The fall of the wall in 1989 was not only symbolic. It cleaned the Berlin atmosphere, released the sky and drove out town several phantoms of the past: not all of them but several. Except that its fall, sounded as well for Thierry Noir as the beginning of a long juristic battle. In January 1990, a quite well disposed lady, called "The Huguenot" by Noir, decided to collect money for the "Charité Hospital", East Berlin biggest hospital which was in great need of renovations.

She convinced the authorities to let her organize an auction sale in June 1990 in Monaco, with the most beautiful sections of the Berlin Wall that had been save from the demolition contractors peaks. A splendid catalogue was printed at the cost of 50000 $. One found in there, photographs of 33 segments painted by Noir and identified as such, as well as 12 others, painted by Kiddy Citny.

When Noir asked the lady if an amount had been designed to compensate the artists, she answered him: We make you famous, what more could you want?

A 10 years battle
A handfull of millionaires, of whom the Hennessy family, became purchasers of the killing machine’s vestiges. The sale obtained a real success and generated profits of several millions. In spite of that, the Huguenot declared bankruptcy a few months after the event. The collected money disappeared, without even passing through the doors of Charité hospital.

Revolted by this business and also by the fact that in the suburbs of Berlin the Huguenot was living in a sumptuous villa (obviously not registered at her name), Noir went to Court, claiming to the German Government that a reasonable amount of the sale’s money should be refunded to him.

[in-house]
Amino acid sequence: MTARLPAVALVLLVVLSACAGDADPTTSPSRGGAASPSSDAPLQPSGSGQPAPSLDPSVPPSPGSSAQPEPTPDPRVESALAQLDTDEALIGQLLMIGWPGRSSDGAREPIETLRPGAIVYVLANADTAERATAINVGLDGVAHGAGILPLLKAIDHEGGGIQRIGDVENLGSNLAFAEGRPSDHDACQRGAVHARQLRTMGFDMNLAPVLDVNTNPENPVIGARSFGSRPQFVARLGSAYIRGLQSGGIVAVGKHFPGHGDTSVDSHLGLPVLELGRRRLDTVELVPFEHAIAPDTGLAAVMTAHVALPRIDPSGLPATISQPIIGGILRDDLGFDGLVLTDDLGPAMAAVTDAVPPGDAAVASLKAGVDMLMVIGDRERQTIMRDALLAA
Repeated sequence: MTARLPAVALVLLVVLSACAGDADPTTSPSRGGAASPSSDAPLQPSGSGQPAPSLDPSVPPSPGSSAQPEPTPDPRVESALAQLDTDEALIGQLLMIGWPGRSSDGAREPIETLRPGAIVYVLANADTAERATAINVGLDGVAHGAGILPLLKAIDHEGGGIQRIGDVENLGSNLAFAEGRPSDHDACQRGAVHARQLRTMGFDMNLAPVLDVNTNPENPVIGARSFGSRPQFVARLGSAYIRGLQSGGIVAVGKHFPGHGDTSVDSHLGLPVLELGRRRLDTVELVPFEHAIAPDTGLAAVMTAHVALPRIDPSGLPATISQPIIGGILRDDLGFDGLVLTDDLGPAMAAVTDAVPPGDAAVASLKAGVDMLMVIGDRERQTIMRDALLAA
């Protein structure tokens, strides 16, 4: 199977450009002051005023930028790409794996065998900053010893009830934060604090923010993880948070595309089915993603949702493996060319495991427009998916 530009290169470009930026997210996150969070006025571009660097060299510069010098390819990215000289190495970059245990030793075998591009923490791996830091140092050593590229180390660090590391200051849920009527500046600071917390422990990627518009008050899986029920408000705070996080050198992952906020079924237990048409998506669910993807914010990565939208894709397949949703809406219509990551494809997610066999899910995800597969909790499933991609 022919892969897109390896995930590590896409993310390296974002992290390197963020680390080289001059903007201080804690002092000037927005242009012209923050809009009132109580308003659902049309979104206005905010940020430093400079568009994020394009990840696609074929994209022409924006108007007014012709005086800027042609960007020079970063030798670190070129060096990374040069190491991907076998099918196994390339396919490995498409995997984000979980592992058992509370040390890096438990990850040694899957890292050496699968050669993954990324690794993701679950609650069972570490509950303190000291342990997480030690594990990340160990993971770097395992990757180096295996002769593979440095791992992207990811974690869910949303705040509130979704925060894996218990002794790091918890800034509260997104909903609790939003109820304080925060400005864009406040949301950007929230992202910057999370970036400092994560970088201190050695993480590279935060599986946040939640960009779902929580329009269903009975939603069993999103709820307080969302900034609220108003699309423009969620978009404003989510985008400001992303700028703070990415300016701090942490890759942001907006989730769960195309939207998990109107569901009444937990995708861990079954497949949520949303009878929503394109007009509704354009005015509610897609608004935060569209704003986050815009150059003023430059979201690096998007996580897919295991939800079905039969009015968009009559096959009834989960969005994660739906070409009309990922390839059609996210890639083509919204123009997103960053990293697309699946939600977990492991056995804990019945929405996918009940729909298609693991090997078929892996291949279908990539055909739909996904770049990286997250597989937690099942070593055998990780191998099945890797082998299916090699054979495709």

The battle lasted 10 years, but taught Noir a lesson which is most invaluable. " I believe that in the end" he said as a joke "I knew more about the case than every lawyer against whom I was fighting."

However, during this long interim, the artist did not remain inactive. He set up a center for young people in a former squat, he painted some huge murals in night clubs, others in factories. He was even asked by the Irish Band U2 to paint on ten typical GDR cars -the Trabant, ancestor of the ladybird- which were used for the cover of their album "Achtung Baby".

Twenty years after landing in Berlin with his two bags, Noir has not been seen living anywhere else. The new town of polished glass, which emerged on the immense waste ground of the wall, enchants him. Moreover, the last vestige of his artwork will soon be embedded in the pavement at the foot of a new complex.

Perhaps there will remain nothing of the Berlin Wall any more in 100 years, but in the concrete will be this spot of color, this indelible trace signed Thierry Noir.